A roofing accessory has been getting attention recently — but it’s not new and it’s not roofing. Rising energy bills, code changes and tax credits all create a nice environment for a thin envelope of aluminum sheets known as radiant barriers. This inexpensive technology employs the unique properties of aluminum in order to protect everything from warehouses to astronauts. It also presents another opportunity for roofing contractors to address the energy consumption needs of their clients.

There are limitations. The emerging markets are currently for residential buildings in the Sunbelt, but commercial markets are being identified. And the question of which contractor is best qualified to install is unanswered in many states. Still, RBs have the potential to become a standard consideration for roofing systems.

Radiant barriers have been around since soon after the availability of cheap aluminum and have been used most effectively to repel afternoon heat in factories and other uninsulated buildings in the Sunbelt. Because aluminum reflects thermal radiation (up to 97 percent), but emits very little heat, it is very effective at keeping the heat coming from a roof out of the building. Radiant barriers are most efficient at reducing peak loads, and research is underway that may usher in a new way of thinking about lowering your payments to energy traders.

Heats Up

The physical properties of aluminum have been known for a long time and are used in many roofing applications, from accessories to fire-rated systems. If RBs haven’t shown up on the roofing radar, it is because they have been traditionally employed under the decking. In order for the aluminum to reflect solar radiation — that’s most of the heat coming through the roof — there must be a barrier of at least 3/4-inch of air space. That “short circuits” the conduction of solar radiation, most of which is reflected back up into the system and the outer environment.

Cost savings range wildly as does the installation price (10 cents to $1 per square foot). According to one study by the Florida Solar Energy Center, attic temperatures in Florida homes were lowered by an average of 8 degrees, which was a noticeable improvement to the occupants. In California, energy conservation is a powerful culture and RBs can directly address one of the most critical energy needs there: conservation during peak loads.

John Ziegenhorn has been involved in roofing since 1987, but for the past year and a half, he’s been promoting RBs through his company, Ultimate Barrier in Lake Elsinore, Calif. As homeowners replace their roofs, Ziegenhorn has been working with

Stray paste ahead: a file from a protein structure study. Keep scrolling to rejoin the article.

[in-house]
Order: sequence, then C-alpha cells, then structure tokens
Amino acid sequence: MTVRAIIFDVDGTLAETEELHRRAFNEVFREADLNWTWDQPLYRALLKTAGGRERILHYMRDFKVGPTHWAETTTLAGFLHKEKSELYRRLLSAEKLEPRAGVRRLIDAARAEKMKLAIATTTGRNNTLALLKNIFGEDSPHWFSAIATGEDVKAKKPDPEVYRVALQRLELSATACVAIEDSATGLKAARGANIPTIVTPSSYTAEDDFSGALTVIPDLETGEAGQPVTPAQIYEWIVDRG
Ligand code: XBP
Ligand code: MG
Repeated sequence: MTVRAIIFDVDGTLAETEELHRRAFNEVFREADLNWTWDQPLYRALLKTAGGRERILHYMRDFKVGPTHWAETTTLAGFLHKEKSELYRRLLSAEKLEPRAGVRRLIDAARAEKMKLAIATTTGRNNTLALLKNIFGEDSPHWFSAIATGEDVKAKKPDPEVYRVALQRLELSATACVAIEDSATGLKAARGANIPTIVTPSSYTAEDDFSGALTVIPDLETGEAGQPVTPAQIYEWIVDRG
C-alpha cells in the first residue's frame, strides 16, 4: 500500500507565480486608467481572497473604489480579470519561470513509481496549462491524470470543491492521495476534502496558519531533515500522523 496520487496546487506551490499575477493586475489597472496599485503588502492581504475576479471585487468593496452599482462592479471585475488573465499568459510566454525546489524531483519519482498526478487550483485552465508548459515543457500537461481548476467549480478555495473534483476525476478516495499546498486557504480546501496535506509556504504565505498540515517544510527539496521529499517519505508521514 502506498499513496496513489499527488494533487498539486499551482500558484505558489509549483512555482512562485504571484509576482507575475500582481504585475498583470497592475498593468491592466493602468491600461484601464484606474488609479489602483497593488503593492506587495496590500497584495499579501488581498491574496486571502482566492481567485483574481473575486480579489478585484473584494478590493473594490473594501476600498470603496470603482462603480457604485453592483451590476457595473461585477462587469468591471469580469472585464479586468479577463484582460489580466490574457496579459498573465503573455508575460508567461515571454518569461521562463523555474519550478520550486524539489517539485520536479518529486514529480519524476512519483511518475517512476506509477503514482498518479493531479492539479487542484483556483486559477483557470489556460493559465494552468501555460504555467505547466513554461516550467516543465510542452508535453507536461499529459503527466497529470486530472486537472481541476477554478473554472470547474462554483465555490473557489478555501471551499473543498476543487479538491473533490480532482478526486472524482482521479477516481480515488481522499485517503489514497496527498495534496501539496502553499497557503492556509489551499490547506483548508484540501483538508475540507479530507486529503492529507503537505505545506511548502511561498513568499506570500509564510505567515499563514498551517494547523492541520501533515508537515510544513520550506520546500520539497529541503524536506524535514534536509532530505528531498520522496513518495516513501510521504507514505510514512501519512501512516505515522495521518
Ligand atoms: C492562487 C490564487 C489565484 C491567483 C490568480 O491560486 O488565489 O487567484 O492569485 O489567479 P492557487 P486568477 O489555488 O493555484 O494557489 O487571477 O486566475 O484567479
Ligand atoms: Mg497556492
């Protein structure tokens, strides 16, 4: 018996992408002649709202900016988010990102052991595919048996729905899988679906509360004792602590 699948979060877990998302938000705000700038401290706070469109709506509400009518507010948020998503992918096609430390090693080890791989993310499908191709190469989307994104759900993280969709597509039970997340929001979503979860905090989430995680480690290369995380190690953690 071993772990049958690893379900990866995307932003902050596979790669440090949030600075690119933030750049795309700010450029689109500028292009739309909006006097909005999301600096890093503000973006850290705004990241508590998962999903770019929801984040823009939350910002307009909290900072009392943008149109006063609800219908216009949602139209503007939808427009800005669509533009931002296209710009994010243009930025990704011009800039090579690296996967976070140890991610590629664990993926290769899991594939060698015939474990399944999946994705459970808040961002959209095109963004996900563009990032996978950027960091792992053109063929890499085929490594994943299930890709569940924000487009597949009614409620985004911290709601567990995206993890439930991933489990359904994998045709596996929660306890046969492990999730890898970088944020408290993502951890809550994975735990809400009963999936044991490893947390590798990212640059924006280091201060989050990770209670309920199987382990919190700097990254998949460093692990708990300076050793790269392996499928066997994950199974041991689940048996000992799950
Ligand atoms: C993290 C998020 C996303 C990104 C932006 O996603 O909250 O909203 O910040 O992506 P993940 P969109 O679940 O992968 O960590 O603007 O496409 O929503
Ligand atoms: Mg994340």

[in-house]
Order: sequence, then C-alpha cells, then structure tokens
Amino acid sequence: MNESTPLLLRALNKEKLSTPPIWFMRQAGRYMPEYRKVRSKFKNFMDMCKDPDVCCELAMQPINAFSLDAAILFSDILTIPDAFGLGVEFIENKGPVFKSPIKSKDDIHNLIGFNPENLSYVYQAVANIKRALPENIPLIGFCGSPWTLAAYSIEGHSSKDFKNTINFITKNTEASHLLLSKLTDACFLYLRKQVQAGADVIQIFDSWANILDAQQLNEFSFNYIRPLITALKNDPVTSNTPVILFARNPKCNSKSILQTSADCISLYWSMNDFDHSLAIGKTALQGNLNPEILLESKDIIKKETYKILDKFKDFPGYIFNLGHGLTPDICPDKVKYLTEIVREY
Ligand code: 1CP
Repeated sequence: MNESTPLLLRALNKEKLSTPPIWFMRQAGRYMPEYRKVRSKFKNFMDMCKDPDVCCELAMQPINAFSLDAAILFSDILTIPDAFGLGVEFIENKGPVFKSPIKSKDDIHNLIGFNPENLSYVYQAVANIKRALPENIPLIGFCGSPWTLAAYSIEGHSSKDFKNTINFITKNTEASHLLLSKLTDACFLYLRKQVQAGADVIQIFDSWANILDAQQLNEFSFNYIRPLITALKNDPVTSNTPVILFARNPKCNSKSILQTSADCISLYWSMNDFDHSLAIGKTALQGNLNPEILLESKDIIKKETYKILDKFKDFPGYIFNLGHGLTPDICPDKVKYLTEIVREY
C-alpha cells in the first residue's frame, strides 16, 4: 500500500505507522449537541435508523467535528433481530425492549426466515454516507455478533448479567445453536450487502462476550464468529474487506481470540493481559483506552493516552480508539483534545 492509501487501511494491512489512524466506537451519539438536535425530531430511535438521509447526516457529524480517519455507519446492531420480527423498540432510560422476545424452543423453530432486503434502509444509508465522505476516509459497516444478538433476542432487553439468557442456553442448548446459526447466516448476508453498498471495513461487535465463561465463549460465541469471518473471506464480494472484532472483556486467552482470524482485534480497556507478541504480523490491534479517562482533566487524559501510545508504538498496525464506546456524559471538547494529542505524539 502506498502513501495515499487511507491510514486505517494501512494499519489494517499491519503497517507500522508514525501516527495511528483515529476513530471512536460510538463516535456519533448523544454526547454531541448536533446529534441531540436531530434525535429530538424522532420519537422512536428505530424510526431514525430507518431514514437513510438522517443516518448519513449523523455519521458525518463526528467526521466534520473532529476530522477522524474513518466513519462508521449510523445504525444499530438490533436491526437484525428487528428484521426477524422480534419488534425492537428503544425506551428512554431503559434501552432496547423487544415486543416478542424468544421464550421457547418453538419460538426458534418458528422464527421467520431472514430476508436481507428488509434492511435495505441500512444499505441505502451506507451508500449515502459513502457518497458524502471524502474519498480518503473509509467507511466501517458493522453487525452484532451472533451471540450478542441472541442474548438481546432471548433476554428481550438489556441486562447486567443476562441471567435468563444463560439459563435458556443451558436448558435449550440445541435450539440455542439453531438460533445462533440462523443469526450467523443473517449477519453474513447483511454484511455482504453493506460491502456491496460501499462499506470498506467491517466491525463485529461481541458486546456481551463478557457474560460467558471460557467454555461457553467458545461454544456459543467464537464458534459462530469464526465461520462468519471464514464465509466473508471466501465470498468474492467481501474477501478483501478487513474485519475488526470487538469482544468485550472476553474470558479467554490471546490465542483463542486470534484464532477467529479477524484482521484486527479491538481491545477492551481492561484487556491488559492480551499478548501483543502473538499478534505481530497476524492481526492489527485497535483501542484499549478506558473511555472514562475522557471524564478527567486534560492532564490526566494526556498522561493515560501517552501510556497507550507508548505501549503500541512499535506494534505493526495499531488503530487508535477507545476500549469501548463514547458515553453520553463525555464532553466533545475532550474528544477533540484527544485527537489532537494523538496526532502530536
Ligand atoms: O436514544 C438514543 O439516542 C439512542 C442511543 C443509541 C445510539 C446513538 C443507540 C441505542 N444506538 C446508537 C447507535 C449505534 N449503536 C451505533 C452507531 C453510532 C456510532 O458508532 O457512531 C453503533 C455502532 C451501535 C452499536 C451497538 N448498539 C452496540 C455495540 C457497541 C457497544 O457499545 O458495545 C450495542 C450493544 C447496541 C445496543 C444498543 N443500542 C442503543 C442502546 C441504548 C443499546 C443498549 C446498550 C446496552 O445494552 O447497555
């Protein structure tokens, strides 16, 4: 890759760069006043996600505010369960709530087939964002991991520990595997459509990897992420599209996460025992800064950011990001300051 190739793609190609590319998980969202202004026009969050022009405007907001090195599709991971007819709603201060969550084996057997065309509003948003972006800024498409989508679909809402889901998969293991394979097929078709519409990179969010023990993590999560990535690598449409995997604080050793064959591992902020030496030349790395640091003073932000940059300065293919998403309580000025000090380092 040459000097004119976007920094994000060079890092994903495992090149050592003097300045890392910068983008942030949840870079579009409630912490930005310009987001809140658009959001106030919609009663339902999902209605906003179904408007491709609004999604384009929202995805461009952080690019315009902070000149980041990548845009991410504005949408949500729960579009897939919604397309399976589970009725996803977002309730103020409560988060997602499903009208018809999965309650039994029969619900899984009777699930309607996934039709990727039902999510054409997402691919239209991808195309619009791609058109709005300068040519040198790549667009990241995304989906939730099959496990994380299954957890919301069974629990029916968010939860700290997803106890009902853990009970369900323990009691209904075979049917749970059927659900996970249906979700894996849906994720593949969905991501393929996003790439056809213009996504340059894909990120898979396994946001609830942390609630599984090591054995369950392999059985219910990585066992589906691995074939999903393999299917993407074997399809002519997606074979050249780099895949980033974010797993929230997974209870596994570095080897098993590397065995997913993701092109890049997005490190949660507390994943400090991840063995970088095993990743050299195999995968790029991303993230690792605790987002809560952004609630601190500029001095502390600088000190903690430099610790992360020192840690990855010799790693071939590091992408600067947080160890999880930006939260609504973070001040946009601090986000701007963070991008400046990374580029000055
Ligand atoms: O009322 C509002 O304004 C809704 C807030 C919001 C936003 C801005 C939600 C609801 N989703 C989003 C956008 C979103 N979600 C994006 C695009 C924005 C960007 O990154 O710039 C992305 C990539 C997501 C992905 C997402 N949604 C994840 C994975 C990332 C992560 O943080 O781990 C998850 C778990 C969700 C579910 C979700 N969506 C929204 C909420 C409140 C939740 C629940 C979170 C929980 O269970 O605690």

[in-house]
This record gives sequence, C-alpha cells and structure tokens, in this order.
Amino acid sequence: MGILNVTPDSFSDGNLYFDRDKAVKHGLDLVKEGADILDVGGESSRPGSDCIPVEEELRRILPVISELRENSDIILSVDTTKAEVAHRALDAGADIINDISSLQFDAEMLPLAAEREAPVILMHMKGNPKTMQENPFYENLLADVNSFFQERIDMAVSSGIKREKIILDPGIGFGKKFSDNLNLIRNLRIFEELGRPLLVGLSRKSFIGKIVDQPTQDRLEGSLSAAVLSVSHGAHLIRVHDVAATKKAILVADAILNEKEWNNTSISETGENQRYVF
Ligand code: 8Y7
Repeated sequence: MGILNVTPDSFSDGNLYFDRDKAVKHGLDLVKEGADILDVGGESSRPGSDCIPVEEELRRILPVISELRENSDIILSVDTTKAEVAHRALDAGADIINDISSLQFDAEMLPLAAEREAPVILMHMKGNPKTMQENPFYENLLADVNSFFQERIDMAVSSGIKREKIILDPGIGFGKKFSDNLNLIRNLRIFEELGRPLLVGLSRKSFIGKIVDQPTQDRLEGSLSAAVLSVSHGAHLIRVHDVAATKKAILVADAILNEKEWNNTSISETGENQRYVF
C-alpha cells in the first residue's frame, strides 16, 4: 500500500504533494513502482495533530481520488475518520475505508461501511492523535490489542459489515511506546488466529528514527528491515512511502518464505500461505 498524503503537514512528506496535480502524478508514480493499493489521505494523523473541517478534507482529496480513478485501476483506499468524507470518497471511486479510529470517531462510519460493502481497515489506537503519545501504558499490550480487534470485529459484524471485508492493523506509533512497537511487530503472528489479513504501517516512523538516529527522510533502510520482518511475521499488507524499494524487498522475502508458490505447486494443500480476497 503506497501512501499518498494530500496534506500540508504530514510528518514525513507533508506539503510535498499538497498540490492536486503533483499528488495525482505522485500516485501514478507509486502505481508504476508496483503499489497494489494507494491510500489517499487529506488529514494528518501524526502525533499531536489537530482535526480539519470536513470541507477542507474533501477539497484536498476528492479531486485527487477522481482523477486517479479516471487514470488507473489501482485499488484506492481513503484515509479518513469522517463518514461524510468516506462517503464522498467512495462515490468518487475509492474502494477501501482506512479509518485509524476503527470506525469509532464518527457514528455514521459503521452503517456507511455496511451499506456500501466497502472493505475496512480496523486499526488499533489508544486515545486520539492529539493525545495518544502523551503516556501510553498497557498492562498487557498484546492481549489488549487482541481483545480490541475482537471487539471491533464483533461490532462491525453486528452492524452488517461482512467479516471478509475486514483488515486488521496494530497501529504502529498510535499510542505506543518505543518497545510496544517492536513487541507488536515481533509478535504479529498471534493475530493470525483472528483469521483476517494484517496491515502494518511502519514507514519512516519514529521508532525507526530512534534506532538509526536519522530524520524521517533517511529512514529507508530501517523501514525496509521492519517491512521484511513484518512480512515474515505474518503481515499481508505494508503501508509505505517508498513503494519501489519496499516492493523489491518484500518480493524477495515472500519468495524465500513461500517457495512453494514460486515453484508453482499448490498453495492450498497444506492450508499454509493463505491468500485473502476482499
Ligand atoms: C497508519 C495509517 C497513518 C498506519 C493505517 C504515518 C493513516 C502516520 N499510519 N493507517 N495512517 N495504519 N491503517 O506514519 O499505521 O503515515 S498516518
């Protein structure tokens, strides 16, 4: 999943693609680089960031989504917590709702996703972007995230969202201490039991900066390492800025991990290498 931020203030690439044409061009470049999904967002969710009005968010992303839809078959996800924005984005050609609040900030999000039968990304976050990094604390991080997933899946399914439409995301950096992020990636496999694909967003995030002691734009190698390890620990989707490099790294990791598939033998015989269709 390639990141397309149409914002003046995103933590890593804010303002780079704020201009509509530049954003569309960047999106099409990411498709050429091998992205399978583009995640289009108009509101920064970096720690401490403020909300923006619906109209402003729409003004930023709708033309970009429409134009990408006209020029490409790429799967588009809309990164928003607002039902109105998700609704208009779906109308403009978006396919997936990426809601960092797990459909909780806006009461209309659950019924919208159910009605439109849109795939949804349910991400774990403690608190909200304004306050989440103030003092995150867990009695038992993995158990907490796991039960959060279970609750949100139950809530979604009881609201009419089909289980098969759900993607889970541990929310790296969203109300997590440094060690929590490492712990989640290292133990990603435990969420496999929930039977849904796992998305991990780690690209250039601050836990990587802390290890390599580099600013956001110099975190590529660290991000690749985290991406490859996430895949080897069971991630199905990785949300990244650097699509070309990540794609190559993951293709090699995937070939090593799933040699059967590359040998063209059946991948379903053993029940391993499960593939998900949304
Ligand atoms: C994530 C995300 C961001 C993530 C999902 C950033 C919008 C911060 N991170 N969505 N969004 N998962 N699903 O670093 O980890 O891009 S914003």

Bienek Roofing in Lake Forest to install Ultimate Barrier’s product. The two layers of aluminum sandwiched around 100-pound craft paper are attached on the bottom side of the joists. The perforated rolls won’t build up condensation and each one covers 1,000 square feet. With conventional insulation above the ceiling, Ultimate Barrier has been performing as expected.

“I very seldom run my air. I don’t need it,” says Ziegenhorn. “I’ve cut my

(electric) bill by 50 percent.”

He’s got testimonials from homeowners and has been receiving local media coverage. But measuring energy savings can be a tricky matter and there is limited research on the effects of radiant barriers — none of it is based in colder climates. Test results from FSEC plus houses in Knoxville, showed that homeowners in the southeastern United States can reduce annual cooling costs by 8 to 10 percent, more if air conditioning ducts are in the attic above insulation.

Other estimates range from a 2- to 10-percent reduction of the year-round energy bill. That may not make the phone ring, but consider a lifetime of maintenance-free energy savings. People would flock to the bank to save 2 percent on their mortgage.

Oak Ridge National Laboratories conducted tests of radiant barriers and found that radiant barriers in homes with R-19 insulation in attics can reduce their cooling bill by 10 to 25 percent. Depending on usage during the hot, Florida summers — not to mention the value of reducing peak demand — radiant barriers can reduce a typical homeowner’s electric bill by up to 17 percent during the dog days. However, an ORNL test of 19 houses in Tulsa couldn’t prove that radiant barriers or even attic insulation reduced cooling costs of window units.

So far the market has been modest. Bienek has done about 60 installations.

Ziegenhorn first came across RBs in 1986, but only recently became an evangelist. With afternoon highs over 100 degrees F and a lingering power crisis in the West, a lot of people are energized.